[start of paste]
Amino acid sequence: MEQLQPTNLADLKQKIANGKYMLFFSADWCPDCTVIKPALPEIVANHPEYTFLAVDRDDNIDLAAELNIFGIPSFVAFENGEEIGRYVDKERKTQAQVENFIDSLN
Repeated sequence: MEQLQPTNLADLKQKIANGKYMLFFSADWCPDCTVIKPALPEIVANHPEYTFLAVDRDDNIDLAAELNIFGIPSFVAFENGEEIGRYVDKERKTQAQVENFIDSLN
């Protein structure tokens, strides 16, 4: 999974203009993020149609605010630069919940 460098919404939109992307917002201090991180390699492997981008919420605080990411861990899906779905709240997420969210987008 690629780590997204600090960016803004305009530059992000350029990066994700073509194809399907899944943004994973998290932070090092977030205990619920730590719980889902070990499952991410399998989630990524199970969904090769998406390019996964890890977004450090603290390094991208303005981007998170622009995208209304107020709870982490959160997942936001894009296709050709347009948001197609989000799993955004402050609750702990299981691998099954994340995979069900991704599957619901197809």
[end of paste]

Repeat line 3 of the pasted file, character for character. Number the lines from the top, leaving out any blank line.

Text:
């Protein structure tokens, strides 16, 4: 999974203009993020149609605010630069919940 460098919404939109992307917002201090991180390699492997981008919420605080990411861990899906779905709240997420969210987008 690629780590997204600090960016803004305009530059992000350029990066994700073509194809399907899944943004994973998290932070090092977030205990619920730590719980889902070990499952991410399998989630990524199970969904090769998406390019996964890890977004450090603290390094991208303005981007998170622009995208209304107020709870982490959160997942936001894009296709050709347009948001197609989000799993955004402050609750702990299981691998099954994340995979069900991704599957619901197809």